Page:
When I was younger I didn’t give much thought to a sling on a rifle or shotgun. When hunting afield, I simply carried my rifle or shotgun at the “ready” position – ready to shoulder it and fire on game. When I went into the military in 1969, I sure appreciated a sling on my M14 in Basic Training. In Infantry School, we were issued M16s, and while quite a bit lighter than the M14, I still appreciated a sling on the gun for long road marches. Over the years, I’ve tried all manner of sling on long guns, and to this day, I still can’t say there is one particular brand or style of sling I prefer over another. I’ve tried single-point, two-point and three-point slings and they all have the good and bad points.
To be sure, not all slings are made the same – some are made out of leather, some canvas and some Nylon – again, I’m not sure which I prefer. I know for long-distance high-powered rifle competition, I preferred the leather competition sling, it really locked the rifle into my shoulder and with the arm loop, made it all that much more secure.
I recently received the Echo Sling for testing for SurvivalBlog readers. My first impression, upon opening the package was “gee, nothing special here…” What we have with the Echo Sling is a heavy-duty, 1-inch wide Nylon sling – made in the USA – and that always tends to swing my opinion on many things. I still think we can manufacture better products in this country than most other countries can produce. Sure, we pay a bit more, but we get better products. I don’t mind paying more for something better made.
The Echo Sling has durable stitching, and an easy to adjust polymer buckles – no worries about them rusting. The sample I received is the Dark Earth color, but they also have Safety Orange, Neon Pink, Hazmat Green, Autumn Orange, Salmon/Princess Pink and Desert Tan. They also claim that the Echo Sling will fit any rifle – guaranteed. I tried it on a variety of different sling swivels and attachments, and it fit them all. I would like to see Echo Sling offer their products in a 1.25-inch width too, in the future – for slinging heavier rifles – that little bit of extra width really helps out if you’re carrying a rifle or shotgun at sling arms for any distance.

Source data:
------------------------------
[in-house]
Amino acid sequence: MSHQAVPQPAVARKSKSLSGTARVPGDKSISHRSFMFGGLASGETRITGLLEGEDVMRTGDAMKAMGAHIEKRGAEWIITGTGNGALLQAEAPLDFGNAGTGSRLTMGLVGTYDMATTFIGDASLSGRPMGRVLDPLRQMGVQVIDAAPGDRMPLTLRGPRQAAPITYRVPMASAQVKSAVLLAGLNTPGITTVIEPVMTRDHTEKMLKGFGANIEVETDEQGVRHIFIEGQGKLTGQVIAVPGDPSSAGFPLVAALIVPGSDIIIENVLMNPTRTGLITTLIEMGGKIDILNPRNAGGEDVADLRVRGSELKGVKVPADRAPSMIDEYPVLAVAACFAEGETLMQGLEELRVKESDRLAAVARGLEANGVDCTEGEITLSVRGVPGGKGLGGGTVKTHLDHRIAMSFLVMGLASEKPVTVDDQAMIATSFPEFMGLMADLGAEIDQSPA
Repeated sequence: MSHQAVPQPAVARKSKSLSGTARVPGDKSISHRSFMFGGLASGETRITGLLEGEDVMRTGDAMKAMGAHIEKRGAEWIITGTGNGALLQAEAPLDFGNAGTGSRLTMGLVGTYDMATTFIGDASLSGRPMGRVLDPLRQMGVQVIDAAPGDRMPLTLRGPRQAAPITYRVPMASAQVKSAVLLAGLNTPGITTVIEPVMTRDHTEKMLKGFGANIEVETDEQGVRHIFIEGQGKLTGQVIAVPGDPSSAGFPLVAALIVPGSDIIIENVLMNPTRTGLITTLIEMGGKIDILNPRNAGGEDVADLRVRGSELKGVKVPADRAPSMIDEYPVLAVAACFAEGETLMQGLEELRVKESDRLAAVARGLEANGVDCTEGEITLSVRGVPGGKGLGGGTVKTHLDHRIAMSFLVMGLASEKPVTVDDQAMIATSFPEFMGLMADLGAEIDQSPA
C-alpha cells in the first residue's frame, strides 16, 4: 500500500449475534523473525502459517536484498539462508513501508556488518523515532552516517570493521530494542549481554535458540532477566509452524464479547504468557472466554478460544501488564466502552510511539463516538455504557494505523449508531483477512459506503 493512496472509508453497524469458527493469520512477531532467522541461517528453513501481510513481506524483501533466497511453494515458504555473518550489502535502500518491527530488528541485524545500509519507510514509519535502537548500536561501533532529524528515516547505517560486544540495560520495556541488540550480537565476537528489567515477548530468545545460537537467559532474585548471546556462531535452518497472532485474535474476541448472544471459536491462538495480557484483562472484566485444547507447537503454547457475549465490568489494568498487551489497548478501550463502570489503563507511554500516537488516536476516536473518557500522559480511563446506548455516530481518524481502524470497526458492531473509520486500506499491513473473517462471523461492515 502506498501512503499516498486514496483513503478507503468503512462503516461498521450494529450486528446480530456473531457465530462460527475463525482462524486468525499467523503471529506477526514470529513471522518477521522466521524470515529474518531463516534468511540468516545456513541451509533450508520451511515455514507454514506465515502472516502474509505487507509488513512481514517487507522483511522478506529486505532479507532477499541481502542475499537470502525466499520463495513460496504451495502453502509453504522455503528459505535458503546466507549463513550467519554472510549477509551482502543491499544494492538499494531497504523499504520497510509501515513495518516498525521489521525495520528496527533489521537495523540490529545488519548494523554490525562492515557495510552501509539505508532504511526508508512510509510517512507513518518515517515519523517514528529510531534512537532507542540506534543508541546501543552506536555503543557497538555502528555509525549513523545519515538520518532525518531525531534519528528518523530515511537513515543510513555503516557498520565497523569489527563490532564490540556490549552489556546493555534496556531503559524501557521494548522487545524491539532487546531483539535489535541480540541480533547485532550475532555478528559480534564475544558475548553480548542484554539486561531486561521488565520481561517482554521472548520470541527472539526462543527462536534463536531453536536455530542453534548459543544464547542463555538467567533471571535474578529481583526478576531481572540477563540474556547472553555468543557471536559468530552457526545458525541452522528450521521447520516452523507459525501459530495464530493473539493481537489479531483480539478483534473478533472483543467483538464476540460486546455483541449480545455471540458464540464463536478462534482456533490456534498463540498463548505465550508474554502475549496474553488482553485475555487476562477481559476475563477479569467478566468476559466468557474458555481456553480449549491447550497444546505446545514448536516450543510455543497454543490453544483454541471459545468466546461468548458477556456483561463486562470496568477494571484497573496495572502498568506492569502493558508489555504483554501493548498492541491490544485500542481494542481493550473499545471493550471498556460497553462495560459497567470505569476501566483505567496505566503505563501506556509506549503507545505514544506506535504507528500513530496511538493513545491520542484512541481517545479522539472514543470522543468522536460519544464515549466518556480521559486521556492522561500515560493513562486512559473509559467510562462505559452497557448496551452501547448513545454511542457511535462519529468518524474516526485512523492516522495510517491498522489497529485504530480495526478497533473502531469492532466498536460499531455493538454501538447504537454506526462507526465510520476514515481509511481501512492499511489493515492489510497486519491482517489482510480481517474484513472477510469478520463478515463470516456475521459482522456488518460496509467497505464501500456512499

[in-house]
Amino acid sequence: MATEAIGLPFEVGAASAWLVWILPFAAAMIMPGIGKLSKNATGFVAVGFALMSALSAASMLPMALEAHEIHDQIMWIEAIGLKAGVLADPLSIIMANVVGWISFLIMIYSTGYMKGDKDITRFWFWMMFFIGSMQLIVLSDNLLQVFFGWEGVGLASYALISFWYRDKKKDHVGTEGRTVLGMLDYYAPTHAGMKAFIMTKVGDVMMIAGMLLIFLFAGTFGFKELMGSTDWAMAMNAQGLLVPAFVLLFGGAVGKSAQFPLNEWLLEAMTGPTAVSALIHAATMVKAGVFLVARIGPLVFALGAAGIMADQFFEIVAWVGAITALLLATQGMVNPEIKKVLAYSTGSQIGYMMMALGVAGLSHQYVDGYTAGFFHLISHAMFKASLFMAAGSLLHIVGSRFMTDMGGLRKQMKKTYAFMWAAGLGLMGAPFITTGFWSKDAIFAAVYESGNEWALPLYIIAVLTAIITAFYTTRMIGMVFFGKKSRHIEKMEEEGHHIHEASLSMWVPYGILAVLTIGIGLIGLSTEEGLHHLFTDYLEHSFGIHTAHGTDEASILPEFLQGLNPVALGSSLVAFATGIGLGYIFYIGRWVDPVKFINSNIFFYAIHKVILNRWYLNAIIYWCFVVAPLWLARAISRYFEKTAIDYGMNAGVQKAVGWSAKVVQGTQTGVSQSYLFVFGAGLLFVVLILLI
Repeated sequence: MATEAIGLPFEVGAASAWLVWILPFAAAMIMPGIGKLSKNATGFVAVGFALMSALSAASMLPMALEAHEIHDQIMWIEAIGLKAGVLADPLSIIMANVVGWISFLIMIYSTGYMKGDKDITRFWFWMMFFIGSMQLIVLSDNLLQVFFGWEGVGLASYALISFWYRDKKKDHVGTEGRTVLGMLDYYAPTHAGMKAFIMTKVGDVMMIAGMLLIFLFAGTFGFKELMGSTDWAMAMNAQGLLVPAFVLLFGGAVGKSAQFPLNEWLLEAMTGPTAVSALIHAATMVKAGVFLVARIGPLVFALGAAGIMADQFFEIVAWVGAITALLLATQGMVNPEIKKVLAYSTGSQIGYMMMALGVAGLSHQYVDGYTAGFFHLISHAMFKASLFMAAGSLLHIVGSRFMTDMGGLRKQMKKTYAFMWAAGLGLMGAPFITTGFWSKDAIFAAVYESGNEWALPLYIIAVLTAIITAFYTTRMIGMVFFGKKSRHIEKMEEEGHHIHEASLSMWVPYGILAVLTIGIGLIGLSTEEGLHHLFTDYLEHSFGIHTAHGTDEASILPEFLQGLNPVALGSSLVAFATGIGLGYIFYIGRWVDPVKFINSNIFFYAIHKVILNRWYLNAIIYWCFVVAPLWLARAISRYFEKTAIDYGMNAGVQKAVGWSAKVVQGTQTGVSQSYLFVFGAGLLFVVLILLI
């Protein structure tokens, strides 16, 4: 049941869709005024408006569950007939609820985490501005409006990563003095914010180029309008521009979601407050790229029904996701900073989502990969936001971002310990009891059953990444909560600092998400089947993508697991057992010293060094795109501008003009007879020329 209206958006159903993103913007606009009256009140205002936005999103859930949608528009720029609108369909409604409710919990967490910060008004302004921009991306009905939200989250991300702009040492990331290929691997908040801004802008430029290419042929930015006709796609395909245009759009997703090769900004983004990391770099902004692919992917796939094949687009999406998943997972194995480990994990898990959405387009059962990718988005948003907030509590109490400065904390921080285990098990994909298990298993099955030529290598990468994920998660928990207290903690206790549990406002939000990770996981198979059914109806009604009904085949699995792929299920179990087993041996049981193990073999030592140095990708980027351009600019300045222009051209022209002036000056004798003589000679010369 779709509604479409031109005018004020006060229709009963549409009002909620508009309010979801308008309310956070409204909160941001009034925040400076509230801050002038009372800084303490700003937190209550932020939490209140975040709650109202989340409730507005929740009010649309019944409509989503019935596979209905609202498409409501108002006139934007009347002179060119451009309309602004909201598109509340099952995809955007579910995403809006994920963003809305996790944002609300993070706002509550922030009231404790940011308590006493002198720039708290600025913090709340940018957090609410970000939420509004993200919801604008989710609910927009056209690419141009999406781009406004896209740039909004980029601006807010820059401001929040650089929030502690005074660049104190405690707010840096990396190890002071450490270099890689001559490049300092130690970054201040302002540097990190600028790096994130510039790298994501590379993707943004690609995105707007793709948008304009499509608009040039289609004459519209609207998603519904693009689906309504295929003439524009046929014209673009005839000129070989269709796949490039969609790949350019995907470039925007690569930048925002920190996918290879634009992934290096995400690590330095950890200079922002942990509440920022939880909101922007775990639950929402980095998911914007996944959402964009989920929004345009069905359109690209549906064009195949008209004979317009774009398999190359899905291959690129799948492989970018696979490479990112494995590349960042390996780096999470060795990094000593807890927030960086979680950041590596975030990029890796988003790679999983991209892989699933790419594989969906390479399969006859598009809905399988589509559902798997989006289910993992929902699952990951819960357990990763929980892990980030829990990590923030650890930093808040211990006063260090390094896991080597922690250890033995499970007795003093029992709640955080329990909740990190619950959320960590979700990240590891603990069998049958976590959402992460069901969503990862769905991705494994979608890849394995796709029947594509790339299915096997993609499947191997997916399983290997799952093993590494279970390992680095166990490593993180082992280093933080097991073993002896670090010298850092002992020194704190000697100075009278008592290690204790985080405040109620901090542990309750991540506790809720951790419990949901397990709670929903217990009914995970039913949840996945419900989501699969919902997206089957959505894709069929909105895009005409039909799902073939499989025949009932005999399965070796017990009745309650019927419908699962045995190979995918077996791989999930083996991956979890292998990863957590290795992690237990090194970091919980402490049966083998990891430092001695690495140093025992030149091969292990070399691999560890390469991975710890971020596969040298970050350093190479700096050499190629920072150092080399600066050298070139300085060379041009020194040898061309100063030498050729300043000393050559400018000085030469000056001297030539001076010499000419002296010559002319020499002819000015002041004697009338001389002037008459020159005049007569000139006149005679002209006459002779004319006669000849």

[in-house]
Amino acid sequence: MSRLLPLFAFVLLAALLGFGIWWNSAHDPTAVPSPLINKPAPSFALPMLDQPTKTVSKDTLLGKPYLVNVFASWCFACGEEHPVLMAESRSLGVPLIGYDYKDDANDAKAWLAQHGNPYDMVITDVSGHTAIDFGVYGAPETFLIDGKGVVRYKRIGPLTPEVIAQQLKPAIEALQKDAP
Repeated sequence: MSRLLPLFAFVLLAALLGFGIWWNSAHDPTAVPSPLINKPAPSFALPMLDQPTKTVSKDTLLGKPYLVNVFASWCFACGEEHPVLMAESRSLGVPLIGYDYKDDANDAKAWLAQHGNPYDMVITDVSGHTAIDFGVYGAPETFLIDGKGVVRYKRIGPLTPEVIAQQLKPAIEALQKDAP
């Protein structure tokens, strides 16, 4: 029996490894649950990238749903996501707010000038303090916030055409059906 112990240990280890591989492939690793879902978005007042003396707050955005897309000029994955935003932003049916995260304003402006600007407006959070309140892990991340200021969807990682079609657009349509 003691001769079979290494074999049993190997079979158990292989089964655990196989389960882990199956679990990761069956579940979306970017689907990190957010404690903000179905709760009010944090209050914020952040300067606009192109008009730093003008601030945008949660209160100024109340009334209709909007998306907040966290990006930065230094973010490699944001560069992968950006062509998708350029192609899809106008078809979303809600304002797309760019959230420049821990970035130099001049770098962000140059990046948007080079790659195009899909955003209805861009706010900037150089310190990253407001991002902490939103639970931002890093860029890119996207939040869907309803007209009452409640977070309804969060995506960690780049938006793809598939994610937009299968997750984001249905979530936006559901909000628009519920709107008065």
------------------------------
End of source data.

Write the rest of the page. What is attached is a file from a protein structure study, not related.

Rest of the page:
Okay, I have a box full of slings, some are leather, some Nylon some canvas, and a few made of other synthetics. I did note that the Echo Sling is much better made than many of the nylon slings in my collection – it is heavier stitched and the Nylon is a bit thicker in my humble opinion – hard to measure, I tried. I do like the simply two-point attachment system – some slings take a PhD in engineering to figure out how to attach them to a rifle or shotgun – you all know what I’m talking about, too. And, to make things easier, the Echo Sling comes with printed instructions and photos to show you the proper way to attach it. And, on the reverse side of the instructions, are photos and an explanation, as to how to use the Echo Sling as a belt – don’t laugh, a belt can and does break, when you least expect it – this is an outstanding idea and secondary use for the Echo Sling.